Tsleil-Waututh Nation on Media Relations

How TWN navigates the media

Tsleil-Waututh Nation on Media Relations

When I first began to work for my community, the Tsleil-Waututh Nation (“TWN”), we were in the midst of a piece of litigation with a decision imminent in the mid 1990s. We had no communications department. Calls came into our retail store and a newspaper from Toronto interviewed one of the clerks! Then TWN got organized. All staff were briefed on who would speak to the media and where media calls would be directed. Our Treaty, Lands & Resources Department (“TLR”), and our internal caucus with our legal counsel mapped out our responses. Everyone knew where to send the requests and everyone knew that we were NOT to speak to the media. That was my introduction to media relations.

After that episode, the TWN created a communications team within the organization. They were mostly within the Economic Development Department and the TLR. As we grew, our administration grew as well. In that growth, came projects that attracted media attention: leased land, specific claims, treaty negotiation, economic development and the 2010 Olympics. The team helped us navigate during the Olympic bid process and into the 2010 Olympics. By then, we worked with media relations for the Four Host First Nations, and learned about how to manage the sometimes-rocky path. The media relations taught us interview methods that really kept us on message.

Our opposition to the Trans Mountain Expansion project (“TMX”) has thrust TWN into the fray. We created the Sacred Trust Team that handled all of our TMX outreach to First Nations along the pipeline and parties also opposed. Within Sacred Trust we have a media relations person, and he helped us determine where we would use our limited resources. We had people that would do outreach to First Nations; to NGOs; specific people were identified to be speakers on behalf of the TWN if the Chief was not available. It was getting more intense. It was during this time that we created a communications department.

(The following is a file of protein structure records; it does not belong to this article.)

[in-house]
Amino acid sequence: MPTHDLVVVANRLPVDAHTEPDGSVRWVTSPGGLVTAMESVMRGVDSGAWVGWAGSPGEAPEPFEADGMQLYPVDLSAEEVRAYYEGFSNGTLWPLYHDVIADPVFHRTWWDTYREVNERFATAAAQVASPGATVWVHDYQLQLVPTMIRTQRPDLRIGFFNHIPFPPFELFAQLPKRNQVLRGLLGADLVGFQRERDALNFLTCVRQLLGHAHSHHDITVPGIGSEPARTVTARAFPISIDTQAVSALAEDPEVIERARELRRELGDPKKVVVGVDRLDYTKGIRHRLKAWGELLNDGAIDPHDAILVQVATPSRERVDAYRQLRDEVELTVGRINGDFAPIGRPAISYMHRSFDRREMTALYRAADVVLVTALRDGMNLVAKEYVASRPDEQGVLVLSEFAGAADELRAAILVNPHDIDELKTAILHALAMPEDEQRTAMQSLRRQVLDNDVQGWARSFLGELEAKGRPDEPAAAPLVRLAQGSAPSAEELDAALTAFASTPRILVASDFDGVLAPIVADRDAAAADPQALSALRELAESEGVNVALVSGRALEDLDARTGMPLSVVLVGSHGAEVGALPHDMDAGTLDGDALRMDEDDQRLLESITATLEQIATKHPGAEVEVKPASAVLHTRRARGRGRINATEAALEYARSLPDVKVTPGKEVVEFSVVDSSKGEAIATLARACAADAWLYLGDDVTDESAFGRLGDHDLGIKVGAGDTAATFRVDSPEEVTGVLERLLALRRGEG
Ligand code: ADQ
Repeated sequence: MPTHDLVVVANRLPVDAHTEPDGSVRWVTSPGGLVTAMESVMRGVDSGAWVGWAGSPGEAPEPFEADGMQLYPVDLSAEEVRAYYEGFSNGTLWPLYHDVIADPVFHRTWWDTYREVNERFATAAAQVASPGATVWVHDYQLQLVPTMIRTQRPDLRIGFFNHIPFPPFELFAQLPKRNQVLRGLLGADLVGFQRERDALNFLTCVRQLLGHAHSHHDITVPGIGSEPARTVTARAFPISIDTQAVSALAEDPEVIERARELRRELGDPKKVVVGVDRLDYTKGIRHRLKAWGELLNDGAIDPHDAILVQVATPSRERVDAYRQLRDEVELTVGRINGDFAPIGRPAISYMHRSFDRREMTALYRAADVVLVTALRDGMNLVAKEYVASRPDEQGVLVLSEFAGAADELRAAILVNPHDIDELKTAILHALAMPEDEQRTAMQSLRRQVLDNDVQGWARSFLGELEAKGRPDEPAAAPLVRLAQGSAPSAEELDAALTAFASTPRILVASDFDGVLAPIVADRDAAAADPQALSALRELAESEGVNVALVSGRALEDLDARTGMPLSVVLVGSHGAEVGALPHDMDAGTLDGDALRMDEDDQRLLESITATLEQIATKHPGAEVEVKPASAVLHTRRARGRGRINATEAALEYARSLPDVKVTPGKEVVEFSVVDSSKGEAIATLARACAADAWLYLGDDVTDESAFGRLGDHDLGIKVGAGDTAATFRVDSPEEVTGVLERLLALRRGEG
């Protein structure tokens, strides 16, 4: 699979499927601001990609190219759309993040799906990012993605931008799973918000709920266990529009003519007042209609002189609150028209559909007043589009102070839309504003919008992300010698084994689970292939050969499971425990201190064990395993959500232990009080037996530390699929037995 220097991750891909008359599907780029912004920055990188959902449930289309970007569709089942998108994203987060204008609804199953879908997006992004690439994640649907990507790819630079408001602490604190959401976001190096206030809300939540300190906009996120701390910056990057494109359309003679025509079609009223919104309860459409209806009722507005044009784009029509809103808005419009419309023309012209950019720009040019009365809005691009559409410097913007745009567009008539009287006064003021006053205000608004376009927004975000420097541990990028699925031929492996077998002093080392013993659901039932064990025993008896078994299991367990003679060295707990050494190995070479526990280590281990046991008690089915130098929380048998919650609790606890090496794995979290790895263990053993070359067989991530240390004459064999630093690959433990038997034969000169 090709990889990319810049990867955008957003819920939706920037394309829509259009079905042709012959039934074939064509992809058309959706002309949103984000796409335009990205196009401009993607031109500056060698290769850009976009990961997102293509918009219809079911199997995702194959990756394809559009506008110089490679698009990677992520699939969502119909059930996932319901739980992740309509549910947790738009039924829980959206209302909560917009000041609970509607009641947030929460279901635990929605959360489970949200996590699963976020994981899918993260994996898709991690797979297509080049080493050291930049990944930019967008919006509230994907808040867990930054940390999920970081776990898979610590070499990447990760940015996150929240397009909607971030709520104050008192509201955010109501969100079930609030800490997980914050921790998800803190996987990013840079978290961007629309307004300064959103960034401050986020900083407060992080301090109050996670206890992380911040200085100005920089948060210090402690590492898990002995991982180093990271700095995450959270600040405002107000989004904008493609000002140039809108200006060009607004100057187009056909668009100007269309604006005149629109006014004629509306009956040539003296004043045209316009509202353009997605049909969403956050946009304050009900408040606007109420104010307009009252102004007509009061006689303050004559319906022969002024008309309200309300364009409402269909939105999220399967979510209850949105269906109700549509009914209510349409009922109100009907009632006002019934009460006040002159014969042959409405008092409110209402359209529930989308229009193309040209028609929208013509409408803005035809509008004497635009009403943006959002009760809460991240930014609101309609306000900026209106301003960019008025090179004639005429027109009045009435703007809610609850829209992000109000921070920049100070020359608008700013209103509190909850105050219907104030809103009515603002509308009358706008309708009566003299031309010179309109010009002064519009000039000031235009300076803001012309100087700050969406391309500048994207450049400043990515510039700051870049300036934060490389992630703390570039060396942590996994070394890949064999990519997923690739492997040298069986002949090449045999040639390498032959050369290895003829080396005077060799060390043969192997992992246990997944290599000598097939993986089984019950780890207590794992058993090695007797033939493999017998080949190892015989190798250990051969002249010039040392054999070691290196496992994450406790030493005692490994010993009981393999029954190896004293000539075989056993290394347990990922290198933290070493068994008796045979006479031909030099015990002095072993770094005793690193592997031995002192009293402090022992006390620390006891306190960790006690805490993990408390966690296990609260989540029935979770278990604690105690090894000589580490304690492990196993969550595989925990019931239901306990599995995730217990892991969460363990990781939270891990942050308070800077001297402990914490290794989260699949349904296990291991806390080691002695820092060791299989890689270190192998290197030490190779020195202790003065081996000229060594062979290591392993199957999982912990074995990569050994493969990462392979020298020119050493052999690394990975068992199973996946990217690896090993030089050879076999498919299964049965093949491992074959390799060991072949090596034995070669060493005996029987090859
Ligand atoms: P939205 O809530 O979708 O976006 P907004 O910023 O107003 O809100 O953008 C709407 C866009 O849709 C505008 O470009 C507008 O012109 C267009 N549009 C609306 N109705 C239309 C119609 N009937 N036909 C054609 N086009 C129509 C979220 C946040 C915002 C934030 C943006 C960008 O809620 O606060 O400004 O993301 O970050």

We have a very good public relations gentleman working in our Sacred Trust. He ensures that folks understand who we are and our positions. He makes sure we know what the gist of the questions will be and that we have been properly briefed. He also is savvy and knows which media outlet would help and which we may pass on. Knowing where to spend our limited time is really an asset.

We’ve also been able to hold our own press conferences. Now that has been empowering. We get our message out loud and clear and speak directly to the media.

As a First Nation leader, speaking to the media has become a routine occurrence during large news stories. Since the last approval of the TMX project, I have spoken to so many radio stations, community papers, national papers, and television news outlets, I can’t even remember them all.

At the start of this, it seemed as though TWN had to do a lot of explaining. Now it appears that the media has a better understanding of our positions. My experience has been mostly a positive one. I find that give and take on interviews can be fast, and it takes some organization in my own thinking to stay ahead of the questions. It’s important to be able to think on your feet.

My advice is to not make things too complicated. Speak clearly and slowly. Try and make people think about things. Before you know it folks are asking you about the latest legislation or the upcoming election.  Then you know you’ve arrived....